There is food culture to be found however, you just have to look carefully. All the below came up on Trip Advisor and were further recommended by a local teacher. The first two places are located on the edge of an estate that looks forbidding (graffiti everywhere, some broken glass) but is probably no different from elsewhere in town. With local unemployment running at 25 to 30% however, it might be prudent to be security conscious especially after dark. Bear in mind though living on an estate in Spain doesn’t have the same negative connotations as in the UK and everyone I spoke to was relaxed and friendly.

Taberna Mingote, (Intermediate A?), Plaza Federico Garcia Lorca, Tel. 925 825 633
This place is a bit hard to find but worth the effort. On the other side of the estate from El Esturion (below), it’s on the ground floor (round the back) of the block that runs parallel with Avenida de Juan Carlos 1 which might be the best direction to access it from, although the locals on the estate that I asked were very helpful. It has brown awnings and you can sit outside, under, on and looking at concrete. The interior feels much warmer with lots of wood and small barrels of Vermouth, Cognac, Mistella (punch) and hams hanging behind the bar. The well-dressed clientele chat to an accompaniment of light jazz. I had two chunks of Morcilla de Burgos (black pudding) pinned to toast and scattered with tiny crunchy slithers of fried potato, with two piquant and chubby Pimientos de Padron on the same plate, and a glass of red (all A) for about €5 euro. This might well be a good place for a proper meal but I was only in town for two nights. Wish there was somewhere similar on the estate I live on.

Morcilla de Burgos

El Esturion (Intermediate B), 7 C/Miguel Heranandez, Tel. 925 824 638

A semi-formal place quite near the hotel on the edge of an estate, which although tiled, is quite brash and modern with tacky decor and dodgy objet’s de art on a nautical theme. The piped soundtrack was also rather bizarre with Tijuana brass being followed by melancholic strings, just a bit too loudly. There are two areas, a tapas bar and the restaurant, which was quiet at 9 but rowdy by 10. A sourpuss older waiter treated me like an alien at first (which I suppose I was) but his young counterpart lightened up when I spoke a bit of Spanish. I had Esparragos a la Plancha with a small curl of smoked salmon on the side (B). Thankfully the salt came in a bowl on the side so I could grind it onto my food with my fingers. I’m not fond of the Spanish habit of sprinkling big crunchy chunks onto lettuce hearts and anything grilled. The lamb chops, Chuletillas de Lechal were great (A). I should perhaps have had a red to go with it but pursued my obsession with Spanish rose and got a bottle of ‘Fontal’ 2008, a Merlot/Syrah blend (B). The Tarta de Queso de Idiazabal con Membrillo cheesecake was fine (B). I paid €45.50 but got two complimentary orujos on the house. Would go again but would try other places first.

Restaurante La Rotisserie (Intermediate A/C), 58 Angel Alacazar, 925 801 550, www.laroti.com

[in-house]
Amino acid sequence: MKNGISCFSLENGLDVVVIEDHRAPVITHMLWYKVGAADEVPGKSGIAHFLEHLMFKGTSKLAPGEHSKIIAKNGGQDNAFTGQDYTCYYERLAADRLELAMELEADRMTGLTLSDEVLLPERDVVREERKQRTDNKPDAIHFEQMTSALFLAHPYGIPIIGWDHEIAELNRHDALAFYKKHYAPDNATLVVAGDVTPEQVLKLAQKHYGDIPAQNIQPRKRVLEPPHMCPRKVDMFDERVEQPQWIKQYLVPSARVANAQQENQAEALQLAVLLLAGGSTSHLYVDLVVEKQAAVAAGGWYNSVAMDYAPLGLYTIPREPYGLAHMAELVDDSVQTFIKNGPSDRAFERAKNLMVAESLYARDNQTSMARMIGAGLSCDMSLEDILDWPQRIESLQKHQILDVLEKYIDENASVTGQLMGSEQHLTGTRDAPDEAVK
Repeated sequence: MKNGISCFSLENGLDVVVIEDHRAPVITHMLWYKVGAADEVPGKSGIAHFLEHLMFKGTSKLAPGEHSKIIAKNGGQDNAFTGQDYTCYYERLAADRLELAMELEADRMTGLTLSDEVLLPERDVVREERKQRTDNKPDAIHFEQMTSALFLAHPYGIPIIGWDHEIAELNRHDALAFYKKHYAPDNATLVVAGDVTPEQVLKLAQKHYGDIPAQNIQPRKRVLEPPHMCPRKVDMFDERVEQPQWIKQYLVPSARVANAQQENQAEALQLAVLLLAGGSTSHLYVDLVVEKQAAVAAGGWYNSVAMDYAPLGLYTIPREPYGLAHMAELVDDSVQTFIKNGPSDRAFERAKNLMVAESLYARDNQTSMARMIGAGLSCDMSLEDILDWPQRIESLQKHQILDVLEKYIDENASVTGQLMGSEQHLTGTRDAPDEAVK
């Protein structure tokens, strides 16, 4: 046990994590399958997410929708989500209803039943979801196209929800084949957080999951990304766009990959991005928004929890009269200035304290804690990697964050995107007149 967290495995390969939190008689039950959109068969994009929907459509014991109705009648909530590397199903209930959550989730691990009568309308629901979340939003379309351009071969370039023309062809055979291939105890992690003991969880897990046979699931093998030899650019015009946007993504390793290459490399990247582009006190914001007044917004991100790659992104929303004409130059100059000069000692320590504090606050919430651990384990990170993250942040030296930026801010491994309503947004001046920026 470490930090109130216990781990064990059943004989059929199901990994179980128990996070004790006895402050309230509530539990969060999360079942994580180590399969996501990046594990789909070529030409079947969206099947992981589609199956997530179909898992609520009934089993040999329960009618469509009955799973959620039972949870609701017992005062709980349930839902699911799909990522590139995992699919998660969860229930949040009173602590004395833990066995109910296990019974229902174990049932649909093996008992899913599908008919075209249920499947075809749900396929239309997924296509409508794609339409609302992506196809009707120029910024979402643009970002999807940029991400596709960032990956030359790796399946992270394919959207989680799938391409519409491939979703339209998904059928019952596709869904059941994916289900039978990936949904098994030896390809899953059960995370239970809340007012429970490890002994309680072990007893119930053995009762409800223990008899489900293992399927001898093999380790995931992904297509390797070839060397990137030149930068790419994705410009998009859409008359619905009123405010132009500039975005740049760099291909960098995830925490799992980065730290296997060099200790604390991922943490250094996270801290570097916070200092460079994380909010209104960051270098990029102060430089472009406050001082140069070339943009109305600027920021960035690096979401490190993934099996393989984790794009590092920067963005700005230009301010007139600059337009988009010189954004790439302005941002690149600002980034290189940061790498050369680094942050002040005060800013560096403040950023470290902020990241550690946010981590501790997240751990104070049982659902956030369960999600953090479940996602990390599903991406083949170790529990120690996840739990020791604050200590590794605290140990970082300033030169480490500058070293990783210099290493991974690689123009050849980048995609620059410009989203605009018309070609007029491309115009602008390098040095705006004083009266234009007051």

Located in a more salubrious part of town than the places below, it can have a great atmosphere if you go early. I first came here for tapas before going to El Esturion. The front bar is intimate and everyone knows each other so the place fell silent when I came in with my English accent. Everyone is friendly though and I had a couple of exchanges with my limited personal Esperanto. I had two beers and some delicious tapas of marinated red pepper on toast and tuna in oil with tomato and onion for only €5. The air was heavy with perfume and cohiba smoke and the telly was showing the bullfighting as part of the San Isidro celebrations. It was mostly ignored until a picador narrowly escaped a goring by hanging on to the bulls horns, which had the local Del boys off their seats watching the replays.

I came back the next day to eat in the restaurant which was disappointingly quiet compared to my previous visit, but perhaps everyone was partied out from the previous night. The atmosphere is nicer than El Esturion but I didn’t eat or drink quite as well. The soundtrack is better, 80’s female vocalists, and not quite as loud. Things didn’t start too well with a corked bottle of ‘Pata Negre’ red from the local Valdepenas DOC. The next bottle was ok and went well with the complimentary Camembert, Roquefort and ‘fresh cheese’, although I wasn’t fond of the other dish of macerated tuna mixed with a reddish sauce (C). I love Esparragos a la Plancha so had to have it again. This time the smoked salmon (a local habit?) was laid over it but the combination didn’t impress me much (B-). The main Cochinillo con Salsa (not on the menu) was fantastic (A) if rather heavy. The final complimentary Vodka Caramelo made an interesting change (B) but I couldn’t eat the bizarre liquorish-flavoured heart-shaped shortbread (D). Total cost €35. In short, a strange place, with some great food, but some dodgy dishes too, or maybe I was just unlucky.

Written May 2010